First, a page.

Marina Gržinić & Aina Šmid, 2010, Ljubljana. 19’17”
Naked Freedom conceptualizes the possibility of social change under the conditions of financial capitalism and its financialization processes that permeate art, the social, political and the critical discourse. The collective process of making the video “Naked Freedom” is about enactment of social, political, and perfomative practices. It is a collective performance for the screen that resonate with performers off screen lives. The work connects Ljubljana, Belgrade, Durham/USA and presents a conceptual political space of engagement that allows for rethinking what local community is, who can be part of contemporary communities, who is to be left out, what is the price to be paid.
In Ljubljana 7 young activists, musicians, poets, and youth workers, members of the Youth Center Medvode, a village near Ljubljana, discuss capitalism, colonialism, education, and the power of art as a possibility for politics. They as well rethinking the possibility for a radicalization of a proper life. The work is not only about to recognize the local youth power, but as well to initiate through the making of the video work social relations that will make visible agencies who ask for new possibilities.
In Belgrade, Siniša Ilić, artist and performer, deconstructs violence (from heteronormative to nationalistic) and is a connector between different spaces within the realm of culture, art, activism.
The last part of the video re-questions the non-EU citizens in Europe and the status of Africa in Europe and Africans trying to live and work in the present moment of the European Union. In this part a precise historical analysis is given to the mechanisms of inclusion and exclusion and prevention of work and life in the EU. It presents an exchange in between Marina Gržinić and Kwame Nimako. They met at the Workshop on Education, Development, Freedom, at Duke University, Durham, USA, organized by the Center for Global studies (25 to 27 February 2010), notably by Walter Mignolo. Kwame Nimako is theoretician from Ghana who lives in Amsterdam, The Netherlands. He is in charge of NiNsee, Amsterdam (The National Institute for the Study of Dutch Slavery and its Legacy).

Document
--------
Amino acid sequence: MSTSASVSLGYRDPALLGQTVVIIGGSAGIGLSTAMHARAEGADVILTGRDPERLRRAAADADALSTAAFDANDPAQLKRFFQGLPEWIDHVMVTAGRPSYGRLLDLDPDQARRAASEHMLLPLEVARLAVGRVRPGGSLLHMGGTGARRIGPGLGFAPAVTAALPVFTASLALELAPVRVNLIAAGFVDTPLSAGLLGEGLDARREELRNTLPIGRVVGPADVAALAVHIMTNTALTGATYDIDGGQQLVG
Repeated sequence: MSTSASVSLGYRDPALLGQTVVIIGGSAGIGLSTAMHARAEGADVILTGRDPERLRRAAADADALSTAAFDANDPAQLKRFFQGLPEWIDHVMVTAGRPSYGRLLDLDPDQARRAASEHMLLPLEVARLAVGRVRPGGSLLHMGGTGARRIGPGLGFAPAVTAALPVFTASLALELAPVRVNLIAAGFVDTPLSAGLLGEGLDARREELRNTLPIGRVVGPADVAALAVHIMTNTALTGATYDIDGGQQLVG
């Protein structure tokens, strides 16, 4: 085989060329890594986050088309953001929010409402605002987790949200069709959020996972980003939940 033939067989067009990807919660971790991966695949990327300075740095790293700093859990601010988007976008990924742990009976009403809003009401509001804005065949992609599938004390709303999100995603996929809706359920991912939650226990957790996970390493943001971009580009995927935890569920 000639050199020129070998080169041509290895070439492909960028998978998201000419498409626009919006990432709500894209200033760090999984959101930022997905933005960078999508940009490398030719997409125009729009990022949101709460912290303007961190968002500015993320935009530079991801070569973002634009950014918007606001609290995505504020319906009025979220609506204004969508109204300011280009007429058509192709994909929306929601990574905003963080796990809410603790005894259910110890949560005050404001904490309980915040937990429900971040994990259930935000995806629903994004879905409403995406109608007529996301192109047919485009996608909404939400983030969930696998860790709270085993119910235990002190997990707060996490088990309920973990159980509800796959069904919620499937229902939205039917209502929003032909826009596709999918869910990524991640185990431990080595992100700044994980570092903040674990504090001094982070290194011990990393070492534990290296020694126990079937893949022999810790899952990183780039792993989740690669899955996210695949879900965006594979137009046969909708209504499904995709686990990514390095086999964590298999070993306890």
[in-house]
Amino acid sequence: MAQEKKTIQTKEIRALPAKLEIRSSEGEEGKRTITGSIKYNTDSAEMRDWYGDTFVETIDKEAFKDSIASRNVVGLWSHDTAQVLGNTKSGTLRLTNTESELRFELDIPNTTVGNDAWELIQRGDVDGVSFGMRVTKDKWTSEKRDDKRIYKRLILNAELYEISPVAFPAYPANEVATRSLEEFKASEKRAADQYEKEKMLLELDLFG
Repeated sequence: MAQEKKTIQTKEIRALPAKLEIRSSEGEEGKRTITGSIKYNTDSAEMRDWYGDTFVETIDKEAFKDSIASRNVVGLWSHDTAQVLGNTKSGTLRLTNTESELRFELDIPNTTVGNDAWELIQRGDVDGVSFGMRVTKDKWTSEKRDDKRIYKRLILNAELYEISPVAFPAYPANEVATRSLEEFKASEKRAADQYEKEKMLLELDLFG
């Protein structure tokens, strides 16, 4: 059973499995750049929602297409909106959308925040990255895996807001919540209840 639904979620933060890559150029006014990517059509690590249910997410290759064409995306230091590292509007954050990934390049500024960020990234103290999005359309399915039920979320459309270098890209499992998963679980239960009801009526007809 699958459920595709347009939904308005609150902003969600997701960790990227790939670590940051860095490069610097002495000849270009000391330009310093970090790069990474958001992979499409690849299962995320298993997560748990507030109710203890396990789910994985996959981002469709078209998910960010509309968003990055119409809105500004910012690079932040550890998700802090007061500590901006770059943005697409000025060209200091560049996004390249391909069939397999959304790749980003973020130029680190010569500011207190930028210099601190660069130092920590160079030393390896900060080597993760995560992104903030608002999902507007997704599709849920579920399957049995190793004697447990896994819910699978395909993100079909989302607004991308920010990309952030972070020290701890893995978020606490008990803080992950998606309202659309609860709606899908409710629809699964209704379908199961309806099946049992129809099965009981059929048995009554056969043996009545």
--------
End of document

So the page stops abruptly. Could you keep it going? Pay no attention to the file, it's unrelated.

The last part of the video lays a wider context in order to understand the changed conditions of lives and works for the non-EU residents in particular the Africans. It shows that exists a history of these relations and that the new geopolitical reality of Europe, that includes old West Europeans and new former Eastern European states, is based onto historical hegemonic mechanisms of division that are today forgotten, but still imperial and murderous in their policies.